Short-Term Explicit Prediction (STEP)

Short-term forecasting of High-impact weather

While our capability in prediction large-scale flow structure for the medium range has experienced marked advances in the last few decades, the short-term forecast (less than one day) of high impact weather at the county/city scale lags seriously behind. The Short Term Explicit Prediction (STEP) program was established in 2005 to tackle the challenging problem of accurate (location and timing specific) prediction of hazardous weather via an collaborative effort across several NCAR labs. In the recent few years, the main focus of STEP is to improve heavy precipitation and flash flood prediction by developing an integrated hydro-meteorological system that is able to produce quantitative streamflow forecast with improved rainfall estimate and nowcast/forecasting. That objective is being supported by four research topics: mesoscale processes and predictability, multi-scale data assimilation, convection-permitting NWP modeling, and QPE/QPF and their its impact on hydromet prediction, as well as a cross-topic theme that features real-time demonstration and evaluation of STEP modeling systems. STEP currently funds seven projects in support of these research areas with participants from three research Labs: RAL, MMM, and EOL.

Conceptual diagram of STEP program’s research topics and cross-topic theme
Conceptual diagram of STEP program’s research topics and cross-topic theme

High-resolution, short-term forecasts of high-impact weather provide critical information for a wide range of users, including the aviation community, ground transportation, urban emergency and water resources management groups, recreation facilities, construction industries, and the military, that assists them to safely and efficiently deploy resources.  However, achieving reliable and accurate convective weather forecasts remains a scientific challenge due to uncertainty in grasping initial conditions, shortcomings in model physics and computational capabilities, and limitations of our understanding of how nature works.  The forecast skill of observation-driven expert systems decreases rapidly with increasing lead-time, while numerical weather prediction models exhibit a limited forecast ability within the first few hours after initialization primarily due to spin-up problems. For explicit flash flood forecast, the coupled hydro-meteorological model requires accurate precipitation forecast that is beyond the capability of the current operational models can provide. STEP’s mission is to address the challenge of short-term high impact weather prediction through an broad end-to-end approach and a broad across-NCAR collaborative effort.

Seven projects, listed below with lead lab and PI, are being conducted to tackle various research problems in the four STEP research areas led by PIs from three different NCAR labs:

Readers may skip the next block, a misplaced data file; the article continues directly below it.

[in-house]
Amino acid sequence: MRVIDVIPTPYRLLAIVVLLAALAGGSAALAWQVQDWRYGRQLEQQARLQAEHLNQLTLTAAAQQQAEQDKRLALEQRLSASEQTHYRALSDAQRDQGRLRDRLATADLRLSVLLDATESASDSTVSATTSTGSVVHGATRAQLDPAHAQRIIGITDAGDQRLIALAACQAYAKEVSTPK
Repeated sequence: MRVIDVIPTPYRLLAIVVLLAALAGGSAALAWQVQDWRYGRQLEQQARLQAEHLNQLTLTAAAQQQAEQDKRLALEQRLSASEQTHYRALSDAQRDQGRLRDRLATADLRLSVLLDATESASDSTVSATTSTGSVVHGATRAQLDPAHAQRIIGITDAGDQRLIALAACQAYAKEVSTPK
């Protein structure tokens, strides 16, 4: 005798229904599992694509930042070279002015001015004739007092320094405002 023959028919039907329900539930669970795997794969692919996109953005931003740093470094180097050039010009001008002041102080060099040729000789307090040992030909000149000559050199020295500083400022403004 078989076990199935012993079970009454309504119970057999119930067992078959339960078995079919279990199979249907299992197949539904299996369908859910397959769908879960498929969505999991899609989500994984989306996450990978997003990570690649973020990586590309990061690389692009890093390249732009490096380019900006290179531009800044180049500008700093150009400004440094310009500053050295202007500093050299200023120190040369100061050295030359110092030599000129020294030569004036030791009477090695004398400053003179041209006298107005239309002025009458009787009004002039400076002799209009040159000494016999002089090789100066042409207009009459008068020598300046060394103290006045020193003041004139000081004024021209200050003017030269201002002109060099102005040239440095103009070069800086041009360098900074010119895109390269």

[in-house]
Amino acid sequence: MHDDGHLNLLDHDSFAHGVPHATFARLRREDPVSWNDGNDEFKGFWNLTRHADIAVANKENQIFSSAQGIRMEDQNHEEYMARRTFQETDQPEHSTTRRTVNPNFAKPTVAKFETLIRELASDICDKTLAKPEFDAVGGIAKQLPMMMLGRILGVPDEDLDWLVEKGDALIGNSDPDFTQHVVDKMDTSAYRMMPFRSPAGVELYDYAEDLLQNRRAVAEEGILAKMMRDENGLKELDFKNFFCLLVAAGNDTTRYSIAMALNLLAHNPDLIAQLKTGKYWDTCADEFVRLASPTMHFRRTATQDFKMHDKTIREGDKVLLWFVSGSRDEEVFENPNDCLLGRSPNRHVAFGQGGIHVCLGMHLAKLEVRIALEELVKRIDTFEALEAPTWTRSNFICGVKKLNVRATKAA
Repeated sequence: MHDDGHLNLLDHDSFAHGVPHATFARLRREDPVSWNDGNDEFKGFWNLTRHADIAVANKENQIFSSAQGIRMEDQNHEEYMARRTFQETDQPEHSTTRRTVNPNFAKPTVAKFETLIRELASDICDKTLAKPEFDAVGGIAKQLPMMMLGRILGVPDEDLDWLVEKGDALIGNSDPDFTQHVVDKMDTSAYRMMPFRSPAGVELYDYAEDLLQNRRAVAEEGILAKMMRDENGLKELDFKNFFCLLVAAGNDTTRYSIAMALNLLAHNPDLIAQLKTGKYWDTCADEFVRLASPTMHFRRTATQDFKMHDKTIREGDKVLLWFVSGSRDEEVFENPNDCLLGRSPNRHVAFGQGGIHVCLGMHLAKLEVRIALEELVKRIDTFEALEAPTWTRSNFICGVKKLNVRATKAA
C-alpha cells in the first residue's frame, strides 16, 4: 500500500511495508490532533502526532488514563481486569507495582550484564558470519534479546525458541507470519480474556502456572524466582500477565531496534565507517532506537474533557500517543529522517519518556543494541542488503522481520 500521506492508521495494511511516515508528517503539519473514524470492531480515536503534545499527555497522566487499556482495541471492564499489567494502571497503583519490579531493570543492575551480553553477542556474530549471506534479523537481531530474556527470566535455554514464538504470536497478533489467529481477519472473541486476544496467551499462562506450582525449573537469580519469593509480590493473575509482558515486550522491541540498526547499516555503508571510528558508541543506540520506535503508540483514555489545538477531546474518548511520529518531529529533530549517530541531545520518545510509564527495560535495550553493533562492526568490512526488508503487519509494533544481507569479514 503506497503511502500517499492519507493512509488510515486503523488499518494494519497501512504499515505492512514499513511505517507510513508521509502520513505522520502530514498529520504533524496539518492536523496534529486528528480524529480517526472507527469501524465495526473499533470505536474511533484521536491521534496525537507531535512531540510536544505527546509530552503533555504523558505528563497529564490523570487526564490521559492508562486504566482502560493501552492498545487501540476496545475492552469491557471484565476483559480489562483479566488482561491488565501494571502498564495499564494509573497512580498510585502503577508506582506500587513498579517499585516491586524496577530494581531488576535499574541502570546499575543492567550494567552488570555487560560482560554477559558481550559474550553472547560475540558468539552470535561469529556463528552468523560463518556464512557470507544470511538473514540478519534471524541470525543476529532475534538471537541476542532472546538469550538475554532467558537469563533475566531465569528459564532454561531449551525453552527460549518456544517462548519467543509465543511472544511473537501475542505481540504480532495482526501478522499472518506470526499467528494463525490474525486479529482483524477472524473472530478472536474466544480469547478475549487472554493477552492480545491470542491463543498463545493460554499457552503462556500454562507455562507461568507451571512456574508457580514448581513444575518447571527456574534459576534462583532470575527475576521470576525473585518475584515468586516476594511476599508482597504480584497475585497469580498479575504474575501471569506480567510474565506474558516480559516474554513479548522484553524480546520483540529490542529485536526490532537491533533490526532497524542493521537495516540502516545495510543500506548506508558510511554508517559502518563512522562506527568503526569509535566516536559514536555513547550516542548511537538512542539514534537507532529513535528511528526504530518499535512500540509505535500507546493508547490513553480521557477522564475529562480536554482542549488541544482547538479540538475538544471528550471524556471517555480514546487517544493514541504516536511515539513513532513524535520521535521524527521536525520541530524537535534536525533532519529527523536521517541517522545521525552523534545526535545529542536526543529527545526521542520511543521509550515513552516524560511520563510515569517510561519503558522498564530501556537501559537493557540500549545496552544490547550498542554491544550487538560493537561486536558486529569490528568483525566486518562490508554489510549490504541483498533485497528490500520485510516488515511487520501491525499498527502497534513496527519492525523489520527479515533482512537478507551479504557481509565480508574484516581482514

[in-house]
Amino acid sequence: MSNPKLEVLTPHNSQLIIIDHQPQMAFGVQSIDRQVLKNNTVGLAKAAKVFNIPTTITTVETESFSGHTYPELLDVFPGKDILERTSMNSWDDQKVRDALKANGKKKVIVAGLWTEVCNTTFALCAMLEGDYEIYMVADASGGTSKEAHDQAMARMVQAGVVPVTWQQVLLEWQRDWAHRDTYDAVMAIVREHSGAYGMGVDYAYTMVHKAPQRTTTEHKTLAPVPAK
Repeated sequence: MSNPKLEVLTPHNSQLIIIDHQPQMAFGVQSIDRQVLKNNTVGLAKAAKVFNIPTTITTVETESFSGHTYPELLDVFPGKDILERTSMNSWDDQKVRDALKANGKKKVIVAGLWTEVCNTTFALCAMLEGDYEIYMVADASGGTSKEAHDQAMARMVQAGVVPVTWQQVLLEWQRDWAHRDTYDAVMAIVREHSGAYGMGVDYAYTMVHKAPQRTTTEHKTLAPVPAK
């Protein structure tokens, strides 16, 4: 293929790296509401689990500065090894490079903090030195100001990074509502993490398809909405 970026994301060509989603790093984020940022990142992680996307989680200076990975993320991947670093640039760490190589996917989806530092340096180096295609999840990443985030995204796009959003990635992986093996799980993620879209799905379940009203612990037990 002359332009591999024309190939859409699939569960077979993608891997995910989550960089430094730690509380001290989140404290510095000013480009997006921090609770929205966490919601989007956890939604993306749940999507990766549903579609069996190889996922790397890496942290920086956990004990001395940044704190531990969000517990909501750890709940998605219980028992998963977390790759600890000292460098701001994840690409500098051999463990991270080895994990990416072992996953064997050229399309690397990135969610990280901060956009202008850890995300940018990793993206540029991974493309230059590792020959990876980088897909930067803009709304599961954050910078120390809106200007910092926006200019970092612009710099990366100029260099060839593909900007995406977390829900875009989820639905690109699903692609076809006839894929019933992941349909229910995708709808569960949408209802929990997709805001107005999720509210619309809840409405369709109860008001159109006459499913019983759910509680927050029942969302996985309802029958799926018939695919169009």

• Understanding the Evolution and Predictability (QPN) of Heavy Rainfall using the STEP Hydromet and PECAN datasets (RAL, Rita Roberts)
  • Advancing Real-time Hydrologic Predictions as Part of the Short Term Explicit Prediction Experiment (RAL, Dave Gochis)
  • Improving WRF physics schemes to improve short-term forecasts of convective storm structure, evolution, and QPF (RAL, Sarah Tessendorf)
  • Toward an ensemble high-resolution data assimilation system for improved short-term high-impact weather prediction (MMM, Jenny Sun)
  • Convection Resolving Ensemble Forecasting with the Weather Research and Forecasting (WRF) Model (MMM, Morris Weisman)
  • Examination of the Mesoscale Forcing of Nocturnal Convection in the WRF Ensemble Modeling System (MMM, Stan Trier)
  • Toward Improved Understanding of Convective Precipitation Through Basic Research and Enhanced Observational Products (EOL, Tammy Weckwerth)
  • Convective Initiation with PECAN Data: Analyzed elevated convective initiation events with PECAN data
  • Improving WRF Physics: Improved WRF Physics by studying short-term forecasts of convective initiation, evolution, and quantitative precipitation forecasts (QPF) using a squall line case study
  • Quantitative Precipitation Nowcasting (QPN): Used Quantitative Precipitation Nowcasting (QPN) to document the percentage of storms that form and dissipate over the Rockies.
  • STEP Hydromet Experiment: Advanced STEP's goals of improving short-term prediction of high-impact weather, particularly heavy rainfall and flash flooding.
  • Streamflow Prediction with WRF-Hydro: Real-time, high-resolution hydrologic streamflow predictions were produced using the community WRF-Hydro® modeling system.


Please direct questions/comments about this page to:

Jenny Sun

Senior Scientist